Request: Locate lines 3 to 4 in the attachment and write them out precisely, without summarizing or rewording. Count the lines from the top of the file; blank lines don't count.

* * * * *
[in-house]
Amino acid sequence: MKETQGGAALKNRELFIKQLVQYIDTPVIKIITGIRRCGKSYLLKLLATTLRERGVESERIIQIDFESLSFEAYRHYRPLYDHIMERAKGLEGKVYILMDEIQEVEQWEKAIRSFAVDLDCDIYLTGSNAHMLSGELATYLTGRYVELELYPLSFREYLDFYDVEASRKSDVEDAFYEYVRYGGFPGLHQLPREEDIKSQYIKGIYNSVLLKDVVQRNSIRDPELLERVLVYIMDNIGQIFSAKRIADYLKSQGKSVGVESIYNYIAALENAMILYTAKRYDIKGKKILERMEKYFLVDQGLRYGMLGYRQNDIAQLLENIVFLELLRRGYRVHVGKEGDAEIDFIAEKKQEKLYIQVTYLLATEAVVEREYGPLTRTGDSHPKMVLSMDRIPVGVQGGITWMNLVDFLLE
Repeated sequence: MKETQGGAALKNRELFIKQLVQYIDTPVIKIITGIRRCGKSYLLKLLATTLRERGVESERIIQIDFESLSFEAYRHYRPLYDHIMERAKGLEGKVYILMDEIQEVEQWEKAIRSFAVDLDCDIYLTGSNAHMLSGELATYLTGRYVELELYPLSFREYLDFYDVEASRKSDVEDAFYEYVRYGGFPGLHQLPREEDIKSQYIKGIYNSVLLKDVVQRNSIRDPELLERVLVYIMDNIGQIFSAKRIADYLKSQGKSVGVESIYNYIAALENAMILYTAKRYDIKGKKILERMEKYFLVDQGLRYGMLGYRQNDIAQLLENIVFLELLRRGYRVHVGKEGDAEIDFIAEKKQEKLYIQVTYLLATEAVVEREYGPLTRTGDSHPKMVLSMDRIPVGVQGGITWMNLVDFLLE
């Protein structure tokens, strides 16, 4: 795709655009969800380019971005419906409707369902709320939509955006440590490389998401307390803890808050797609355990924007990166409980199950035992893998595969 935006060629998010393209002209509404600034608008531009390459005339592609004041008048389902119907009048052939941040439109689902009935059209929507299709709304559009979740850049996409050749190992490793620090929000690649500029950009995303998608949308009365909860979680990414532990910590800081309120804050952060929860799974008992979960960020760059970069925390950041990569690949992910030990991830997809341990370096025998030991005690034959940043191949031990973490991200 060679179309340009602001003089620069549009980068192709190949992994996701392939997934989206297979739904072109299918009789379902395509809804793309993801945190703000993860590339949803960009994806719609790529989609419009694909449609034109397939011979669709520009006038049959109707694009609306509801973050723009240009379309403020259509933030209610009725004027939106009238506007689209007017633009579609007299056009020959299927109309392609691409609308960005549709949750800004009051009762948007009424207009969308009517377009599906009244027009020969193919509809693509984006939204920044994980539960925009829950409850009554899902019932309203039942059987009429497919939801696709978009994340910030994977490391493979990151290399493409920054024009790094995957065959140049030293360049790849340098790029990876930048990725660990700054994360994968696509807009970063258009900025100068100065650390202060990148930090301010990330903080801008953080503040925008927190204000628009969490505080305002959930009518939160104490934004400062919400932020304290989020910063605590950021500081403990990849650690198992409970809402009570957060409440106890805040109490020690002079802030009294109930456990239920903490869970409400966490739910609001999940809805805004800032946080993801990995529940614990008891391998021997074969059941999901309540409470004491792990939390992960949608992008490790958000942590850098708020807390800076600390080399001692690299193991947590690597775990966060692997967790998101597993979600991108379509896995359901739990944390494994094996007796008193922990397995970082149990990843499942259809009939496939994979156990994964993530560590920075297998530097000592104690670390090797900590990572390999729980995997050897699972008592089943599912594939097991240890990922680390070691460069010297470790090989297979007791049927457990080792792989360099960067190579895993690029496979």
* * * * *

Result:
Repeated sequence: MKETQGGAALKNRELFIKQLVQYIDTPVIKIITGIRRCGKSYLLKLLATTLRERGVESERIIQIDFESLSFEAYRHYRPLYDHIMERAKGLEGKVYILMDEIQEVEQWEKAIRSFAVDLDCDIYLTGSNAHMLSGELATYLTGRYVELELYPLSFREYLDFYDVEASRKSDVEDAFYEYVRYGGFPGLHQLPREEDIKSQYIKGIYNSVLLKDVVQRNSIRDPELLERVLVYIMDNIGQIFSAKRIADYLKSQGKSVGVESIYNYIAALENAMILYTAKRYDIKGKKILERMEKYFLVDQGLRYGMLGYRQNDIAQLLENIVFLELLRRGYRVHVGKEGDAEIDFIAEKKQEKLYIQVTYLLATEAVVEREYGPLTRTGDSHPKMVLSMDRIPVGVQGGITWMNLVDFLLE
């Protein structure tokens, strides 16, 4: 795709655009969800380019971005419906409707369902709320939509955006440590490389998401307390803890808050797609355990924007990166409980199950035992893998595969 935006060629998010393209002209509404600034608008531009390459005339592609004041008048389902119907009048052939941040439109689902009935059209929507299709709304559009979740850049996409050749190992490793620090929000690649500029950009995303998608949308009365909860979680990414532990910590800081309120804050952060929860799974008992979960960020760059970069925390950041990569690949992910030990991830997809341990370096025998030991005690034959940043191949031990973490991200 060679179309340009602001003089620069549009980068192709190949992994996701392939997934989206297979739904072109299918009789379902395509809804793309993801945190703000993860590339949803960009994806719609790529989609419009694909449609034109397939011979669709520009006038049959109707694009609306509801973050723009240009379309403020259509933030209610009725004027939106009238506007689209007017633009579609007299056009020959299927109309392609691409609308960005549709949750800004009051009762948007009424207009969308009517377009599906009244027009020969193919509809693509984006939204920044994980539960925009829950409850009554899902019932309203039942059987009429497919939801696709978009994340910030994977490391493979990151290399493409920054024009790094995957065959140049030293360049790849340098790029990876930048990725660990700054994360994968696509807009970063258009900025100068100065650390202060990148930090301010990330903080801008953080503040925008927190204000628009969490505080305002959930009518939160104490934004400062919400932020304290989020910063605590950021500081403990990849650690198992409970809402009570957060409440106890805040109490020690002079802030009294109930456990239920903490869970409400966490739910609001999940809805805004800032946080993801990995529940614990008891391998021997074969059941999901309540409470004491792990939390992960949608992008490790958000942590850098708020807390800076600390080399001692690299193991947590690597775990966060692997967790998101597993979600991108379509896995359901739990944390494994094996007796008193922990397995970082149990990843499942259809009939496939994979156990994964993530560590920075297998530097000592104690670390090797900590990572390999729980995997050897699972008592089943599912594939097991240890990922680390070691460069010297470790090989297979007791049927457990080792792989360099960067190579895993690029496979």